How Does Discharge Look in Early Pregnancy

Discharge in early pregnancy is similar to discharge you would get during your period. It’s thick, white, and odorless. You may feel some pain while urinating too. Discharge doesn’t necessarily mean that you’re pregnant, but the presence of it during early pregnancy can allude to an increased risk of miscarriage.

The discharge during early pregnancy may appear clear or milky and spotted with blood. The discharge also has a pungent odor that is egg-like in nature. If you have one or more of these symptoms, you may be carrying a fertilized egg inside your uterus. A positive home pregnancy test can confirm this process.

The discharge of pregnancy, or lochia, is different in each woman, and it varies throughout your reproductive life. In early pregnancy, a brown, orangey or red discharge can appear. This is a result of the embryo attaching to your uterine wall in order to secure its position.

During early pregnancy, vaginal discharge is typically clear or milky and has a mild odor. As the pregnancy progresses, the fluid becomes more abundant and thickens in texture.

1. Early pregnancy discharge

While many women experience vaginal discharge, it’s not often associated with pregnancy. But most pregnant women will secrete sticky, white, or pale-yellow mucus early on in the first trimester and throughout their pregnancy.

Increased hormones and vaginal blood flow cause the discharge. It increases during pregnancy to prevent infections as your cervix and vaginal walls soften. Visit your doctor if the discharge starts to:

These may be signs of an infection.

2. Your body will turn up the heat

When you first wake up in the morning after ovulation, your body temperature is slightly elevated. It stays that way until you get your next period.

But if this temperature, known as basal body temperature, stays elevated for more than two weeks, you may be pregnant.

3. Your head will hurt, you’ll feel cramps, and you’ll want to pee all the time


Hormonal and blood volume changes during pregnancy can lead to headaches.

Some women also experience period-like cramps on either side of the lower abdomen. And most women will make extra trips to the restroom. That’s because your growing uterus puts pressure on your bladder. Learn more about pregnancy incontinence.

4. It’ll feel like the room is spinning


It’s not uncommon for pregnant women to feel lightheaded or dizzy in the first trimester. Pregnancy causes blood pressure to drop and blood vessels to dilate.

But pay close attention to your symptoms. Severe dizziness coupled with vaginal bleeding and severe abdominal pain could be a sign of an ectopic pregnancy. In an ectopic pregnancy, the fertilized egg implants outside the uterus. Make sure to see a doctor right away to avoid life-threatening complications.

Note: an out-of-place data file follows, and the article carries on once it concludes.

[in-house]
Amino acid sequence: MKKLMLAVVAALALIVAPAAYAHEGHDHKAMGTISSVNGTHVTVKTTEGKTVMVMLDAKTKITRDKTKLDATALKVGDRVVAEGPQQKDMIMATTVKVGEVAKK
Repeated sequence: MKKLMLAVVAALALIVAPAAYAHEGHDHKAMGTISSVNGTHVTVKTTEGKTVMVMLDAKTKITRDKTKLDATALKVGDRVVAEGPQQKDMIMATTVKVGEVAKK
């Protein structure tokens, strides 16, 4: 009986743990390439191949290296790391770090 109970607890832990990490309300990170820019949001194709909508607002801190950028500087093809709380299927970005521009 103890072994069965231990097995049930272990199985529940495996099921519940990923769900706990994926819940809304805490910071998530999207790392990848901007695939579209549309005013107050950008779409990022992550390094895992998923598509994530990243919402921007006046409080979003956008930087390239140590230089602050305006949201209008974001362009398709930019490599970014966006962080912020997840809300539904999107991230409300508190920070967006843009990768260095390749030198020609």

5. You just can’t go


You may feel bloated, like you want to pass gas or go number two. But it’s just not happening. That’s because pregnancy’s hormonal changes can lead to constipation, as can prenatal vitamins.

Your digestive system slows down during pregnancy. This gives nutrients just enough extra time to absorb into your bloodstream and reach your little one.

If you can’t go, add more fiber into your diet, drink plenty of fluids, and exercise regularly. If needed, you can also check with your doctor about adding a pregnancy-safe stool softener.

6. You may experience a false period


About 25 to 40 percent of pregnant women will lightly bleed or notice spotting early on in their pregnancy. The slight bleeding can happen when the fertilized egg attaches to the uterine lining. This is known as implantation bleeding. It’s common about two weeks after conception.

Bleeding can also be caused by cervical irritation, an ectopic pregnancy, or a threatened miscarriage. Make sure to get medical help right away if your light bleeding gets heavier or is accompanied by severe cramps, back pain, or stabbing pains.

7. Grab some tissues, pour some tea, and curl up in bed


Pregnancy lowers your immunity. This means you’re more prone to a cough, colds, and the flu. It’s not uncommon for pregnant women to experience cold- or flu-like symptoms early in pregnancy.

Talk to your doctor about pregnancy-safe treatment options. Pregnant women are more vulnerable to severe illnesses from the flu. This can lead to serious health problems for your baby.

8. Your chest, it burns